In the second point, "abandonment", Guinness tells us that anything which doesn't fit this new assumption is either dumped or neglected.  This includes truths, customs, traditional forms.  If they do not fit, they are shoved aside because the new assumption becomes the authority.  Some of the examples given included traditional hymns being outdated, history becoming irrelevant and how uptight traditional morality has become.  Anything which holds the church or an individual Christian back from being relevant is considered something which must go.
     Then, comes step three which is "adaptation".  We go from assuming something new to abandoning the old way of doing things and we follow this with adapting everything else.  Do you see where this is leading us?  It is a spiral downward when we consider that we were meant to stand on the truth as found in God's Word.  Being the salt of the earth means we are to preserve the truth of the Christian faith not water it down.  Guinness says:  "What is not abandoned does not stay the same; rather, it is adapted.  The habits and assumptions of a certain age and culture are accepted without thought, and then they replace the authority of traditional Christian assumptions." (Chapter 3)
     Finally, the process ends in step four "assimilation".  When the church or the individual Christian is at the end of this road, they become absorbed by the modern assumptions.  They are assimilated by the culture.  Guinness says that this leads to worldliness and capitulation to some aspect of the culture.  Instead of the church influencing society, the society influences how Christians do church.  It is a classic example of the tail wagging the dog.  We have gone from standing firm on scriptural principles to standing on cultural ones in order to draw a crowd and be relevant.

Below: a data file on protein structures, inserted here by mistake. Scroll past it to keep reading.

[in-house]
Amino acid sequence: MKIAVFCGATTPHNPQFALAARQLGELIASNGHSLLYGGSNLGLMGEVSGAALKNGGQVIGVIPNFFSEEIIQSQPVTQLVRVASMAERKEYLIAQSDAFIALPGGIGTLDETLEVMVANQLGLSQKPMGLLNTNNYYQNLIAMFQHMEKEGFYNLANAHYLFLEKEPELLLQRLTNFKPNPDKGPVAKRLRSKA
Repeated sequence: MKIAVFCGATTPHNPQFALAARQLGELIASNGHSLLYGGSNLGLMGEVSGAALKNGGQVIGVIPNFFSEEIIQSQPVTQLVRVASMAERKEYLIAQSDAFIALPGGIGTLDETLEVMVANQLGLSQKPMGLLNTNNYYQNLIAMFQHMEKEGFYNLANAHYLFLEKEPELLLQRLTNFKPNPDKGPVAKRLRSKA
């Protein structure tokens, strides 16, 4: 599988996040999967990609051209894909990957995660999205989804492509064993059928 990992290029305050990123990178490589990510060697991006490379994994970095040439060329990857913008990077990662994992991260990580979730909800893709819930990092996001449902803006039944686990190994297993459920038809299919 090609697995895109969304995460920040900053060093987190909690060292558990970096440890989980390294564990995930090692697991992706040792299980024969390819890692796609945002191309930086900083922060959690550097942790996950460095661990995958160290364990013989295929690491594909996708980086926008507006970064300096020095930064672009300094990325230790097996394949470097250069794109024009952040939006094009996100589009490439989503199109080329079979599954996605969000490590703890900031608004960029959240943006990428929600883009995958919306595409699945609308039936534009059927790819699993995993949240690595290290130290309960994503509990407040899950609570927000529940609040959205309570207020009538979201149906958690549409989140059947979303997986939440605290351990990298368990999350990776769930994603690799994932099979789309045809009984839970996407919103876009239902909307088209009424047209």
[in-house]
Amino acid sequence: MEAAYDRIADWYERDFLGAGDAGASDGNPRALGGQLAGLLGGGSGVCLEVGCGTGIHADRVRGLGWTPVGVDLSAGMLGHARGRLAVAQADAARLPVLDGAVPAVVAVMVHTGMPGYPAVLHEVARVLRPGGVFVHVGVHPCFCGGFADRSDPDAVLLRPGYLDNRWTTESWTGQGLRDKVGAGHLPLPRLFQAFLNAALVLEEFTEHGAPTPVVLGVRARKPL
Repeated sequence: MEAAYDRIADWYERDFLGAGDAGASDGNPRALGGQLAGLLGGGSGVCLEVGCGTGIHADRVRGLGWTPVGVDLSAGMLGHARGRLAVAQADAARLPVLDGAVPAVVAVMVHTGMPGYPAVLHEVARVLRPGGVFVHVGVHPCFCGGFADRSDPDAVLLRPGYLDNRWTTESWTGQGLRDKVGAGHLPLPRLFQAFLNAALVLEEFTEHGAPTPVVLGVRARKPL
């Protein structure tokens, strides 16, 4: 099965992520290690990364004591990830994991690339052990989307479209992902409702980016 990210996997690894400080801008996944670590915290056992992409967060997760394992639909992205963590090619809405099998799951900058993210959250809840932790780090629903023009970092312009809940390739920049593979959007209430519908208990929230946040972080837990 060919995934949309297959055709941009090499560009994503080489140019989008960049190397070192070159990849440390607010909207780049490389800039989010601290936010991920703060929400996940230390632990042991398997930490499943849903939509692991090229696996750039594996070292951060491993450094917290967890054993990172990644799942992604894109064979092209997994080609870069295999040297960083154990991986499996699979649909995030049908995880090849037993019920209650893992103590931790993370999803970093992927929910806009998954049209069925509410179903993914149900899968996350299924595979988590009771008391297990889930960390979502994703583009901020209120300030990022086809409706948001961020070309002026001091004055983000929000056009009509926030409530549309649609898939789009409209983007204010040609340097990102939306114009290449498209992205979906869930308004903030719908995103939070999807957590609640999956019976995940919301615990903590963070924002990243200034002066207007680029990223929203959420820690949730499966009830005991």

This whole process not only speaks to the historic shift we see today in evangelical churches but in the life of individual believers.  I have heard some use the scripture from Paul where he writes:
1 Corinthians 9:19: “For though I am free from all men, I have made myself a servant to all, that I might win the more; 20 and to the Jews I became as a Jew, that I might win Jews; to those who are under the law, as under the law, that I might win those who are under the law; 21 to those who are without law, as without law (not being without law toward God, but under law toward Christ), that I might win those who are without law; 22 to the weak I became as weak, that I might win the weak. I have become all things to all men, that I might by all means save some. 23 Now this I do for the gospel's sake, that I may be partaker of it with you.”   Clearly when we examine the other writings of Paul, we know that he did not mean he became like the people he was trying to evangelize.  However, he used different approaches to each group he was ministering too that he might communicate effectively to them.  He never used his liberty in Christ to sin or adapt to the culture.   He did not "dumb down" the Christian faith in any way or minimize the truth.   In fact, we know that he did not do this as he was stoned, beaten and thrown into prison.  Obviously, his message was one that brought conviction.